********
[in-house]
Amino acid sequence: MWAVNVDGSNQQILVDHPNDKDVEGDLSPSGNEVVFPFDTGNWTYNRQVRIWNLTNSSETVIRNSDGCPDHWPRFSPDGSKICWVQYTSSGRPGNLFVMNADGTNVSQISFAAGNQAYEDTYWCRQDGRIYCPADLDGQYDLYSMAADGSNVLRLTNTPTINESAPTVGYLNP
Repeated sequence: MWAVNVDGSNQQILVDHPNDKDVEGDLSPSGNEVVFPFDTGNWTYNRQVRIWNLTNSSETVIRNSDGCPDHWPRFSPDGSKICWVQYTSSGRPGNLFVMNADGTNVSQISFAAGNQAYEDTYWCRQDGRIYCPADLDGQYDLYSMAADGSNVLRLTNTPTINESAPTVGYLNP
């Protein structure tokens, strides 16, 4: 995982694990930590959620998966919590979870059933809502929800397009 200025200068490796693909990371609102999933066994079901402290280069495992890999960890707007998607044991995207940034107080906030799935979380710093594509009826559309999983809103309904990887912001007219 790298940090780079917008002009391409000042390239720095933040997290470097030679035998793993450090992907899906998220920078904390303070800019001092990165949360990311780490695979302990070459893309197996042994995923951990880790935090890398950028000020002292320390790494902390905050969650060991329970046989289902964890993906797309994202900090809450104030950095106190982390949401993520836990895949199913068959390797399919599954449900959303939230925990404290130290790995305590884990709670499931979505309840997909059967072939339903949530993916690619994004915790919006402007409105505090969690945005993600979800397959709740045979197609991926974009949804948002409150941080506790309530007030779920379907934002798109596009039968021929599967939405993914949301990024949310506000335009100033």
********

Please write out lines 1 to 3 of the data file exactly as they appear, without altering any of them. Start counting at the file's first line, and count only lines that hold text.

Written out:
[in-house]
Amino acid sequence: MWAVNVDGSNQQILVDHPNDKDVEGDLSPSGNEVVFPFDTGNWTYNRQVRIWNLTNSSETVIRNSDGCPDHWPRFSPDGSKICWVQYTSSGRPGNLFVMNADGTNVSQISFAAGNQAYEDTYWCRQDGRIYCPADLDGQYDLYSMAADGSNVLRLTNTPTINESAPTVGYLNP
Repeated sequence: MWAVNVDGSNQQILVDHPNDKDVEGDLSPSGNEVVFPFDTGNWTYNRQVRIWNLTNSSETVIRNSDGCPDHWPRFSPDGSKICWVQYTSSGRPGNLFVMNADGTNVSQISFAAGNQAYEDTYWCRQDGRIYCPADLDGQYDLYSMAADGSNVLRLTNTPTINESAPTVGYLNP